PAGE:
Anal Cancer > What is Anal Cancer
Understanding Anal Cancer
The anus is the opening at the end of the large intestine through which stool (solid waste) exits the body. It is formed partly from the outer skin layers of the body and partly from the intestine. Two ring-like muscles, called sphincter muscles, open and close the anal opening to let stool pass out of the body. The anal canal connects the rectum to the anal opening and the outside of the body.
The anal canal and structures. Image courtesy of the Canadian Cancer Society (http://www.cancer.ca/en/cancer-information/cancer-type/anal/overview/?region=on).
Anal cancer is a disease in which malignant (cancer) cells form in the tissues of the anus. Following a diagnosis, tests are performed to determine if cancer cells have spread within the anus or to other parts of the body.
At first, the changes in a cell are abnormal, not cancerous. Researchers believe, however, that some of these abnormal changes are the first step in a series of slow changes that can lead to cancer. Some of the abnormal cells go away without treatment, but others can become cancerous. This phase of the disease is called dysplasia (an abnormal growth of cells). Dysplasia in the anus is called anal intraepithelial neoplasia (AIN) or anal squamous intraepithelial lesions (SILs). Growths—such as polyps or warts—that are not cancerous can also occur in or around the anus; some may become cancerous over time. In some cases, the precancerous tissue needs to be removed to keep cancer from developing. The anus is made up of different types of cells, and each type can become cancerous. There are several different types of anal cancer based on the type of cell where the cancer began:
- Squamous cell carcinoma is the most common type of anal cancer. This cancer begins in the outer lining of the anal canal.
- Cloacogenic carcinoma accounts for about one-quarter of all anal cancers. This type of cancer arises between the outer part of the anus and the lower part of the rectum. Cloacogenic cell cancer likely starts from cells that are similar to squamous cell cancer, and it is treated similarly.
- Adenocarcinoma arises from the glands that make mucous located under the anal lining.
- Basal cell carcinoma is a type of skin cancer that can appear in the perianal (around the anus) skin.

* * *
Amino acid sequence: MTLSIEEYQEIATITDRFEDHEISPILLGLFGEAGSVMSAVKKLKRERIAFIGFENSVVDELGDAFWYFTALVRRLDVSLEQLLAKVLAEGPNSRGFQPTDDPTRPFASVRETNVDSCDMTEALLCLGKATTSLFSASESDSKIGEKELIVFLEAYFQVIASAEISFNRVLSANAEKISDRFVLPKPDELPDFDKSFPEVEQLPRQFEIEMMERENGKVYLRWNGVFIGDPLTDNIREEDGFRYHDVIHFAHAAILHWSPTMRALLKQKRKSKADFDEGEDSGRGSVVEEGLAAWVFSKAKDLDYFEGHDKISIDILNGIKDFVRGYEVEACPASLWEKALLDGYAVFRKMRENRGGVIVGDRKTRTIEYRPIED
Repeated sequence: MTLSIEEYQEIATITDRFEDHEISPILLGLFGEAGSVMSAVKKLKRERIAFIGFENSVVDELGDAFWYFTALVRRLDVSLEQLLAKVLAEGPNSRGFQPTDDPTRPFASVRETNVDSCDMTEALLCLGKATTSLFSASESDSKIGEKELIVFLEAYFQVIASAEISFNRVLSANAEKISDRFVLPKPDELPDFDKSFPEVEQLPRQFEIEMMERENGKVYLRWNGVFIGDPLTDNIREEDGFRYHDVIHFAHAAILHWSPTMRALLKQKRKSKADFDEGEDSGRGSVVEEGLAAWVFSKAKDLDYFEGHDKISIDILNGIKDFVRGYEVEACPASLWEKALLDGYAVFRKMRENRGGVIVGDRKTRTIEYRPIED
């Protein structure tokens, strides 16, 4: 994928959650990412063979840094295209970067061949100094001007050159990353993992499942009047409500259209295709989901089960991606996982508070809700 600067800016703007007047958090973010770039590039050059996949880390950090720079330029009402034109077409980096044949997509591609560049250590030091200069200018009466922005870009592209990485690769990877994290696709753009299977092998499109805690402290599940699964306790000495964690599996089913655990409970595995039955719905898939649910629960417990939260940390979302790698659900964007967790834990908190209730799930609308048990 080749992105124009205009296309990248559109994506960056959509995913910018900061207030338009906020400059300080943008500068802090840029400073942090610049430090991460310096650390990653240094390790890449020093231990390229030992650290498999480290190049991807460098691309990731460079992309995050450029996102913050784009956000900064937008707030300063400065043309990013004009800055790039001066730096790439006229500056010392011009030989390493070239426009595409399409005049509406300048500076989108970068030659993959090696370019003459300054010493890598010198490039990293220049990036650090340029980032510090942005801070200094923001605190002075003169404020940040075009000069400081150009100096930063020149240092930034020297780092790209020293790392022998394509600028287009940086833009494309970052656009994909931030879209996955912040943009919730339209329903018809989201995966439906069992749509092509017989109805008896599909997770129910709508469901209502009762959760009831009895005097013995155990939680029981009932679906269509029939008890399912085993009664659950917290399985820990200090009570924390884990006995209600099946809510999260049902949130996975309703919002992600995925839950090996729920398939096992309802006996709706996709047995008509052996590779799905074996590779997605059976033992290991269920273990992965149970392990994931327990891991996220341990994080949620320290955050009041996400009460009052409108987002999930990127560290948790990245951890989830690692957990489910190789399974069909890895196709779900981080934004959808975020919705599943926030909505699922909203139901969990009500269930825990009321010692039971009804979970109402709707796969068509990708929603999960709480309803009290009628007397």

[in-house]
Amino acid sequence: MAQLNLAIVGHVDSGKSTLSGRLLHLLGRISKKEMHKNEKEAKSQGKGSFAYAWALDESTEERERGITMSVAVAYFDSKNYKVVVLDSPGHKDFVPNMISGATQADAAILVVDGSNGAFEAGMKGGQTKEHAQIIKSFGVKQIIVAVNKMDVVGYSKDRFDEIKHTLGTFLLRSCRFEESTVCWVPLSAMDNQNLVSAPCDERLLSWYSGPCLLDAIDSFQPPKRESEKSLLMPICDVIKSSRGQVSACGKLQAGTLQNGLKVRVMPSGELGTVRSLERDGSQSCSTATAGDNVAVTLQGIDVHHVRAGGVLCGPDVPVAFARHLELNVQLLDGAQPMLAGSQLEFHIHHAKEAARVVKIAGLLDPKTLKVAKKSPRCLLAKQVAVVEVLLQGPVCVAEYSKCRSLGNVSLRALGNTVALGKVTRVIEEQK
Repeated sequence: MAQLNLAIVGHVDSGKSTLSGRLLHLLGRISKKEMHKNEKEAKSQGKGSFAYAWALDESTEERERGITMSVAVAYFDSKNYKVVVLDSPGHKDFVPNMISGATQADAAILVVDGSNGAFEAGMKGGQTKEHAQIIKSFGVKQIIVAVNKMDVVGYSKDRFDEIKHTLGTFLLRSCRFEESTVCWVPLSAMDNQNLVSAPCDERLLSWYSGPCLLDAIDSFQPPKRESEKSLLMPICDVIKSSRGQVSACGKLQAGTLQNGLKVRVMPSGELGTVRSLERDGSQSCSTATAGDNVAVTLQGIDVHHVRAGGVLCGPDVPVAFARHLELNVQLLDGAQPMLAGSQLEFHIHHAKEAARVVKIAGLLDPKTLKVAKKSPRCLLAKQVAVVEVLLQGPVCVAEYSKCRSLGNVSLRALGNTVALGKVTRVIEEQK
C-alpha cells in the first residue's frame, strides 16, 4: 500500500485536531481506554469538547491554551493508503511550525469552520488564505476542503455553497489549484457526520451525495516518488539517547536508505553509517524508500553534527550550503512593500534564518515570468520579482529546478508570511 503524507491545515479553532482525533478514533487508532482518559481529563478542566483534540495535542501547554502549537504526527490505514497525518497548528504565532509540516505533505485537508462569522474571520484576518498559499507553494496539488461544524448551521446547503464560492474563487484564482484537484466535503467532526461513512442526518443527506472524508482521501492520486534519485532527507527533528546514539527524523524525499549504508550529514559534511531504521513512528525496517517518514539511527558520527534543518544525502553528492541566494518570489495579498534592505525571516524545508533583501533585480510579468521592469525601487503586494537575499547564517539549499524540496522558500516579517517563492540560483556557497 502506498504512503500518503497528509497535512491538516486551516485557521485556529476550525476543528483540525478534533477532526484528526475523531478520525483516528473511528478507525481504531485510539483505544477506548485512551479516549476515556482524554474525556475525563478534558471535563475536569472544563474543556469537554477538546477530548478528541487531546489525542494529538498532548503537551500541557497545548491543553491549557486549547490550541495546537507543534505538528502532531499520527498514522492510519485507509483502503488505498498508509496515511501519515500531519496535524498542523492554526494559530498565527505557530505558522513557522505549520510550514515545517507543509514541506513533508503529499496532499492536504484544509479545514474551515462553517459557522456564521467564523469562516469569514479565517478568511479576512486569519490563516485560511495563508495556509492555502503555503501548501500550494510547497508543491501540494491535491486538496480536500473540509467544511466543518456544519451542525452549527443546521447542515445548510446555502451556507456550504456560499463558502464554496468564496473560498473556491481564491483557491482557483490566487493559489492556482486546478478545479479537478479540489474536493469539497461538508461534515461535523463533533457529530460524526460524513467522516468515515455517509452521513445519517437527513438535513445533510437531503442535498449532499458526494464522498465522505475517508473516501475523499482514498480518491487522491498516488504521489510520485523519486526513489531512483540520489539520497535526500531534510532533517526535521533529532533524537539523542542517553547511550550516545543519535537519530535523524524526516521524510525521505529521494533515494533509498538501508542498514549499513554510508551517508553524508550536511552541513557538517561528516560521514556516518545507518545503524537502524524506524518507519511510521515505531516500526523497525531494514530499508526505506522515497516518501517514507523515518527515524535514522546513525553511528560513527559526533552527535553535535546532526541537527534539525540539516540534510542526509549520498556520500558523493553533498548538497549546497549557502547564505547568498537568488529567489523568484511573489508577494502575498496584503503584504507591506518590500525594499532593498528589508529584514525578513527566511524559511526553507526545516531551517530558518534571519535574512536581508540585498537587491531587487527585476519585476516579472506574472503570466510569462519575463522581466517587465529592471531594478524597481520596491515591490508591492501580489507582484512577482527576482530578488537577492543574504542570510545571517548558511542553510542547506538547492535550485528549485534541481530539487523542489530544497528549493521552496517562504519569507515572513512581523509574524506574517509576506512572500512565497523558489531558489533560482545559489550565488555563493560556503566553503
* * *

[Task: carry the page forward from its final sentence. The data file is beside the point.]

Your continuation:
- Melanoma begins in cells that produce pigment (color), found in the skin or anal lining.
- Gastrointestinal stromal tumors are rare anal cancers that are much more commonly found in the stomach or small intestine. When these are found at an early stage, they are removed with surgery. If they have spread beyond the anus, they can be treated with drug therapy.
Staging Anal Cancer
Staging describes the extent of the cancer based on how much of the anus is affected, and if there is spread to other organs. It is important to know the stage of the disease in order to plan the most appropriate treatment.
The following are used for the staging of squamous cell anal cancer:
Stage 0 (Carcinoma in Situ) - abnormal cells are found in the innermost lining of the anus. These abnormal cells may become cancer cells and spread into nearby normal tissue.
Stage I - cancer has formed. Tumour is 2 centimeters or smaller in size.
Stage II - tumour is larger than 2 centimeters.
Stage IIIA - tumour can be any size, and has spread to either the lymph nodes near the rectum, or into nearby organs, such as the vagina, urethra, and bladder.
Stage IIIB - tumour can be any size, and has spread 1) into nearby organs and to lymph nodes near the rectum, or 2) to lymph nodes on one side of the pelvis and/or groin, and may have spread to nearby organs, or 3) to lymph nodes near the rectum and in the groin, and/or to lymph nodes on both sides of the pelvis and/or groin, and may have spread into nearby organs.
Stage IV - tumour can be any size and cancer may have spread to lymph nodes or nearby organs, and has spread to more distant organs or tissues.
Pea, peanut, walnut, and lime show tumor sizes. Image courtesy of the National Cancer Institute (http://www.cancer.gov/cancertopics/pdq/treatment/anal/Patient/page2 ).
Source: National Cancer Institute (http://www.cancer.gov/cancertopics/pdq/treatment/anal/Patient/page1) American Cancer Society http://www.cancer.org/cancer/analcancer/detailedguide/anal-cancer-what-is-anal-cancer Cancer Net http://www.cancer.net/cancer-types/anal-cancer http://www.beatingbowelcancer.org/sites/default/files/page_files/AnalCancerFactsheetV4.0FinalFeb2013.pdf